Major developments in the ebola outbreak, more than 1,000 lives lost and the debate over the untested but promising experimental treatment. Those two sick Americans got it, but what about the... See More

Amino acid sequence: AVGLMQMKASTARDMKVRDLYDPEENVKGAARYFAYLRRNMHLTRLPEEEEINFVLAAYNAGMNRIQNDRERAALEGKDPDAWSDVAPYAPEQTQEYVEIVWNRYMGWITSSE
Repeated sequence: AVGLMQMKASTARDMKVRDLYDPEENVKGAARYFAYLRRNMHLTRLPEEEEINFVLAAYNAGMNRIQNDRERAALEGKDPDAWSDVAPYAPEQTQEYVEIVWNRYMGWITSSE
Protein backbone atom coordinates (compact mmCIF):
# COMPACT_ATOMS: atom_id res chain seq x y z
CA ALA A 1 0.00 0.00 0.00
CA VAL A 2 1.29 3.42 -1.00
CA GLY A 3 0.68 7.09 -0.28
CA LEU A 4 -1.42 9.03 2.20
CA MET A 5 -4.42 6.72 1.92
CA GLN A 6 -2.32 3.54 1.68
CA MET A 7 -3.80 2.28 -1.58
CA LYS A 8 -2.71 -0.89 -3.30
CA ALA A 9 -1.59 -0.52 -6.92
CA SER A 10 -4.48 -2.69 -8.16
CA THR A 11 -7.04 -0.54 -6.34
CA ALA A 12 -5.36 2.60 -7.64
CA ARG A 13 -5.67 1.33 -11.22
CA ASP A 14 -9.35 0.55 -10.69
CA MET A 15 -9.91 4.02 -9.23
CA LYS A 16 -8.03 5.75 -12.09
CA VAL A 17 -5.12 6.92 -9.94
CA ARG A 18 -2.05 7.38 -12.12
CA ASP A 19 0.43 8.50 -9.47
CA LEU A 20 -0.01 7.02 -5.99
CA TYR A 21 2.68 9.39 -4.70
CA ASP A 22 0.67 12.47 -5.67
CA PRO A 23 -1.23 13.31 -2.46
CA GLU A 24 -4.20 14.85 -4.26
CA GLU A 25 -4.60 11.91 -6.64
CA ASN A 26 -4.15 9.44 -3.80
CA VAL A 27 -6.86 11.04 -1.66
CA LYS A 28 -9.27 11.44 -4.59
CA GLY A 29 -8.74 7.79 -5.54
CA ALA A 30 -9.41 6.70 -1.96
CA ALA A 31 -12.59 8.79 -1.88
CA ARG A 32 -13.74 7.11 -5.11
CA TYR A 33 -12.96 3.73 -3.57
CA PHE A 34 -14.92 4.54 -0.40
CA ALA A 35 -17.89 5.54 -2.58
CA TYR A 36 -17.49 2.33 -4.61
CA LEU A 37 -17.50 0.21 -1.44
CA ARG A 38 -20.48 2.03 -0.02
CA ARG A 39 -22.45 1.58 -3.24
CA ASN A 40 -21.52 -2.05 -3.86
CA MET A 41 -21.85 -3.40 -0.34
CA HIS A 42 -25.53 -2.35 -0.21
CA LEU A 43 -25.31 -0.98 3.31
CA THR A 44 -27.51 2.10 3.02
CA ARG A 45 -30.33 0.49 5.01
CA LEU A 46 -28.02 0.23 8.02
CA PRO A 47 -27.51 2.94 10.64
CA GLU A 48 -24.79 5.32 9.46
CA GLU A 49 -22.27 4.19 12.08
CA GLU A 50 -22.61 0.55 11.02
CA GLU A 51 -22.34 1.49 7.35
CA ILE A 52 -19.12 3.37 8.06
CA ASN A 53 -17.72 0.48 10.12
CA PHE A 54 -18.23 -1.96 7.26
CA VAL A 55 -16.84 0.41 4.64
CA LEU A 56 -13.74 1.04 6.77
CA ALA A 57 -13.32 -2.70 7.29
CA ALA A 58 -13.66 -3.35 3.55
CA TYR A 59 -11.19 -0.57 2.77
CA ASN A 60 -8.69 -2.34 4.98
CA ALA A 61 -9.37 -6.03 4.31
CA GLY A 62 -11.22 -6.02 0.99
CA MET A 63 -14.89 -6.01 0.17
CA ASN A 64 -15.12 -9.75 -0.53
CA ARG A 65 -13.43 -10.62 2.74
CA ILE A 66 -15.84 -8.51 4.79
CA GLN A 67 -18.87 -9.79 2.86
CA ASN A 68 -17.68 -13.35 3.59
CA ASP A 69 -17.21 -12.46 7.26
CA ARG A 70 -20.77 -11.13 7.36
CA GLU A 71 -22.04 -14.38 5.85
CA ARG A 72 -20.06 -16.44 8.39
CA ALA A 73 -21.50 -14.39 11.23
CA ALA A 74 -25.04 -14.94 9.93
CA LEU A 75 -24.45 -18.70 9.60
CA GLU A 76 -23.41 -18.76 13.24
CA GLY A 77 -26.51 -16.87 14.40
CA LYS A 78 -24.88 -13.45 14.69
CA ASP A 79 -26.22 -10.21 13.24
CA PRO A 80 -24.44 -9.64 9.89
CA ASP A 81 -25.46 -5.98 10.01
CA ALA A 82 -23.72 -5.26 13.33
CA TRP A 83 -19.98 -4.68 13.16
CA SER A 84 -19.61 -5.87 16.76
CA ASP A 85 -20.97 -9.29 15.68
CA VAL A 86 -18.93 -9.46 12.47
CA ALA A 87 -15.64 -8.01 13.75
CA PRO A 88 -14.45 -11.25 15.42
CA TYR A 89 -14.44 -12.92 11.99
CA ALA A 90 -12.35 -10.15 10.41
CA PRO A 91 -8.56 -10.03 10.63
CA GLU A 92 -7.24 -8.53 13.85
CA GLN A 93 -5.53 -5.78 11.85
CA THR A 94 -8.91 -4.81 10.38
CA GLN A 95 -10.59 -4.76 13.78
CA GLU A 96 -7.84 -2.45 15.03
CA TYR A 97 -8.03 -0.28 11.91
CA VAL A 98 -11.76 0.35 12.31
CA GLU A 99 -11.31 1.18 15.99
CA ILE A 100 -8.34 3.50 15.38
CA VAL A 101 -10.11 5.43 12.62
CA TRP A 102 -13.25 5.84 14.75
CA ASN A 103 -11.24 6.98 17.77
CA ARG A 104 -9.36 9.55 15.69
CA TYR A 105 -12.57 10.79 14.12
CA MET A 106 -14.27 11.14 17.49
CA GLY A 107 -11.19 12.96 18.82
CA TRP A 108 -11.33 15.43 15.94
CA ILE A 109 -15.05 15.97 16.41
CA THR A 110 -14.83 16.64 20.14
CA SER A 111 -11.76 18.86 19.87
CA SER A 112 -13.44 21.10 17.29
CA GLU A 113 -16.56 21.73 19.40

Major developments in the ebola outbreak, more than 1,000 lives lost and the debate over the untested but promising experimental treatment. Those two sick Americans got it, but what about the thousands of patience on the ground in Africa? Here's ABC's Mara schiavocampo. Reporter: Tonight, the world health organization has approved the use of Z- Mapp to combat ebola, calling it "The largest, most severe and most complex outbreak of ebola virus disease in history." That drug has shown so much promise, it's been given to two American aid workers being treated for ebola in Atlanta. While they both improved, many others are in desperate need and demand for the drug is soaring. But z-mapp has not been supplied to the africans who make up the majority of the victims. The ethical question is how we decide who should get it. We want to make sure we have clear criteria to make sure it's done fairly. Reporter: The drug made from tobacco plants in the U.S. Can take weeks to produce. Tonight the manufacturer says the available supply has been exhausted. That drug is being made in Kentucky, and medical experts say it will likely be the end of the year before they have enough new supply to begin trials on humans. Important studies. Mara, thank you. There's still much more ahead on "World news" this Tuesday night.
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